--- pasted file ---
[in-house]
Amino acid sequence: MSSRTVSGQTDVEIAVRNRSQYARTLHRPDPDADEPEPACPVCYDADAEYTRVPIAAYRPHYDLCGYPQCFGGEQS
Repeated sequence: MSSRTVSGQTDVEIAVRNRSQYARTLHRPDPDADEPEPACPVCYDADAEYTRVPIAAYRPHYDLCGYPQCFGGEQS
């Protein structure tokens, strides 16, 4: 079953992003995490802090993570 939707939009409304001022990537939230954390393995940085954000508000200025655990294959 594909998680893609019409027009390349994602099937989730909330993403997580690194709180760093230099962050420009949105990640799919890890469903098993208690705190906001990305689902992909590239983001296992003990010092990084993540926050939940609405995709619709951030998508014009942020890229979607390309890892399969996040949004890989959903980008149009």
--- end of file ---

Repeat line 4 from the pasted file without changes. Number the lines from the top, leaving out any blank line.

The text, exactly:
């Protein structure tokens, strides 16, 4: 079953992003995490802090993570 939707939009409304001022990537939230954390393995940085954000508000200025655990294959 594909998680893609019409027009390349994602099937989730909330993403997580690194709180760093230099962050420009949105990640799919890890469903098993208690705190906001990305689902992909590239983001296992003990010092990084993540926050939940609405995709619709951030998508014009942020890229979607390309890892399969996040949004890989959903980008149009």